References

All Tables

Table 1

Stellar lifetimes (in Myr) of the models used in this paper.

Table 2

Mean values of the fractional AGB contribution to the total luminosity in the 2MASS Ks-band (Skrutskie et al. 1997) for our integrated stellar populations as a function of age (Cols. 2 and 6).

Table 3

As Table 2 but for the integrated (VKs) colours as a function of age.

All Figures

thumbnail Fig. 1

HRD of the AGB phase of the Z=0.008, 1.6 M (solid line) and 1.8 M (dashed line) models, respectively.

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In the text
thumbnail Fig. 2

Time evolution of the bolometric luminosity of the Z = 0.008, 1.6 M (solid line) and 1.8 M (dashed line) AGB tracks displayed in Fig. 1.

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In the text
thumbnail Fig. 3

Examples of Monte Carlo simulations of the AGB phase for Z = 0.008, t = 1.19 Gyr (log (t) = 9.08), and the labelled numbers of AGB stars. Each panel shows one out of 100 MC realization of the respective number of AGB stars.

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In the text
thumbnail Fig. 4

Evolution with age of bolometric luminosity (top) and effective temperature (bottom) of the AGB track by WF09 with Z = 0.008 and M = 2 M (corresponding to the log (t) = 9.08 isochrone), and the corresponding smooth version (coloured lines) calculated as in Paper I.

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In the text
thumbnail Fig. 5

Distribution of the ratios predicted by our MC simulations with 10, 100, and 1000 AGB stars (symbols’ size increasing with increasing number of stars), metallicity Z = 0.008, and the whole set of available ages.

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In the text
thumbnail Fig. 6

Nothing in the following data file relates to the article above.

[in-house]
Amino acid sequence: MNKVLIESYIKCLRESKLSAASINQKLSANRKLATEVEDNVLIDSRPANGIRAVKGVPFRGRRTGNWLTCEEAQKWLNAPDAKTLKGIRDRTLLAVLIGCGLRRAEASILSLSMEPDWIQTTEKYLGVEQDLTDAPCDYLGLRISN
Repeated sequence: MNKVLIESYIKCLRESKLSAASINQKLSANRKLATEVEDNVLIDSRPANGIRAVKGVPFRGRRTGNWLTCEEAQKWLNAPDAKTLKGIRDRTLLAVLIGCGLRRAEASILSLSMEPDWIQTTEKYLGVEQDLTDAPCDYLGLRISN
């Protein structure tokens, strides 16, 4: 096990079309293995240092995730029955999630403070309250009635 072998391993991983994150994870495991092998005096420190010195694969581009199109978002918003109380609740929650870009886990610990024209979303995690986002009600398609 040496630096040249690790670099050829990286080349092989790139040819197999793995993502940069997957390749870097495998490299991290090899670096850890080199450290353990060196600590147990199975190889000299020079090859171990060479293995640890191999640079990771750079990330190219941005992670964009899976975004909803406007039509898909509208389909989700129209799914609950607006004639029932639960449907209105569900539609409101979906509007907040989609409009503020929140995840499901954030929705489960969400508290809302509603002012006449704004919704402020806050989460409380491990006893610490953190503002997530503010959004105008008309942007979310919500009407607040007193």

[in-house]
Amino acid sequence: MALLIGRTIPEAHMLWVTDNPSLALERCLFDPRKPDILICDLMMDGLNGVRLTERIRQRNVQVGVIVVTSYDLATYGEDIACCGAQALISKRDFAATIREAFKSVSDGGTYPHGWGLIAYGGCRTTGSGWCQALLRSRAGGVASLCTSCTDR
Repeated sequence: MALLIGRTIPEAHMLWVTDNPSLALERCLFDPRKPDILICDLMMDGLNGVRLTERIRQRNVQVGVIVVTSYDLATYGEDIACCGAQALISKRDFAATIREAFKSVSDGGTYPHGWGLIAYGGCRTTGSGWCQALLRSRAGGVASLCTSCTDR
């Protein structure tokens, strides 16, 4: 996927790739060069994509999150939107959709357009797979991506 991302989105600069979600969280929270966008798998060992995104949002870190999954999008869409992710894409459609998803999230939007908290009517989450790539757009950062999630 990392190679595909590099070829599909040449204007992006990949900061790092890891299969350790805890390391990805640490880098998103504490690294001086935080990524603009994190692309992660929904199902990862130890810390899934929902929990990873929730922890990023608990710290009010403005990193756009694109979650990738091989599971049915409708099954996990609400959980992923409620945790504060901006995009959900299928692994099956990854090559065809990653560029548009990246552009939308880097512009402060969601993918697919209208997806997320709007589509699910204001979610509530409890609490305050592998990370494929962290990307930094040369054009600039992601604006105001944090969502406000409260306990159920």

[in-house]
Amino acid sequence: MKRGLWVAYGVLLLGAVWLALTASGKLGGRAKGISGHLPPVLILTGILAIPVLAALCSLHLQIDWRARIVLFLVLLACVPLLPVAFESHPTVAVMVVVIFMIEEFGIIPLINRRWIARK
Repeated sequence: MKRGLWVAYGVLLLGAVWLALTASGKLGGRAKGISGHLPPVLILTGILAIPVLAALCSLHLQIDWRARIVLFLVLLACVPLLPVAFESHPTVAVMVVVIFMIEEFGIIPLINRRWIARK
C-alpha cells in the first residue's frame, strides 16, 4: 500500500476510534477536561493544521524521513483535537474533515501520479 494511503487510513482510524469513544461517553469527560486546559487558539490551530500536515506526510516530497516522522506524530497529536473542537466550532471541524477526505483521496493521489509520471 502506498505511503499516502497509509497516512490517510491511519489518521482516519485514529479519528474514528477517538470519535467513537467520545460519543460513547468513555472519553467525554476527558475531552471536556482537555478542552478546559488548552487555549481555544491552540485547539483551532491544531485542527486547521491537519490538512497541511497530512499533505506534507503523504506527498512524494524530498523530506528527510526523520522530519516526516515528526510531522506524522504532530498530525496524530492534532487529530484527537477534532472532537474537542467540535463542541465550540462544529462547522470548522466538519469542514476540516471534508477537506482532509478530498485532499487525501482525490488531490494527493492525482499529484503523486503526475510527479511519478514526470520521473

Number distribution of values (bin size equal to 0.02) for our MC simulations with 10 (dot-dashed), 100 (dashed), 1000 (solid) AGB stars, metallicity Z = 0.008 including the effect of circumstellar dust, and age t = 1.19 Gyr (log (t) = 9.08). Average values are marked at the top of the diagram (the average values for the 100 and 1000 star simulations are essentially the same).

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In the text
thumbnail Fig. 7

Same as Fig. 5, but for the (VKs) colour.

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In the text
thumbnail Fig. 8

As Fig. 6, but for the (VKs) integrated colour.

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In the text
thumbnail Fig. 9

Number distribution of integrated Ks magnitudes obtained from the original (solid line) and smooth (dash-dotted line) AGB tracks, for the case with age t = 1.19 Gyr (log (t) = 9.08) and Z = 0.008, with 10 (lower panel) and 1000 (upper panel) AGB stars. Average values are marked at the top of the diagrams.

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In the text
thumbnail Fig. 10

Integrated optical and near-IR colours as a function of age for Z = 0.008, as obtained in this paper (open squares – results for MC simulations with 1000 AGB stars; notice the overlap of the symbols in the upper two panels, due to low magnitude fluctuations that mimic solid squares), Paper I (dotted line), BaSTI (dashed line), Marigo et al. (2008) and Maraston (2005) (solid and dot-dashed, respectively) population synthesis models (see text for details).

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In the text
thumbnail Fig. 11

as a function of age for selected LMC clusters (squares with error bars) from Ko et al. (2013), within the displayed ranges of total integrated luminosity. Theoretical predictions for Z = 0.008 (red three-pointed stars) and Z = 0.004 (blue squares) for the appropriate number of AGB stars are also displayed (see text for details).

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In the text
thumbnail Fig. 12

As Fig. 11, except for superclusters obtained from the clusters sample by Ko et al. (2013).

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In the text
thumbnail Fig. 13

Colours of the superclusters (see text for details) by Pessev et al. (2008), indicated by circles with error bars, and Noël et al. (2013), indicated by squares with error bars. The horizontal error bars denote the age bins covered by each supercluster. Predictions from models for Z = 0.008 (red dots) and Z = 0.004 (blue three-pointed stars) with a number of AGB stars corresponding to total masses a few times 105M are shown for comparison.

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In the text
thumbnail Fig. 14

As Fig. 13, except for the superclusters by González et al. (2004). The meaning of symbols is the same as in Fig. 13.

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In the text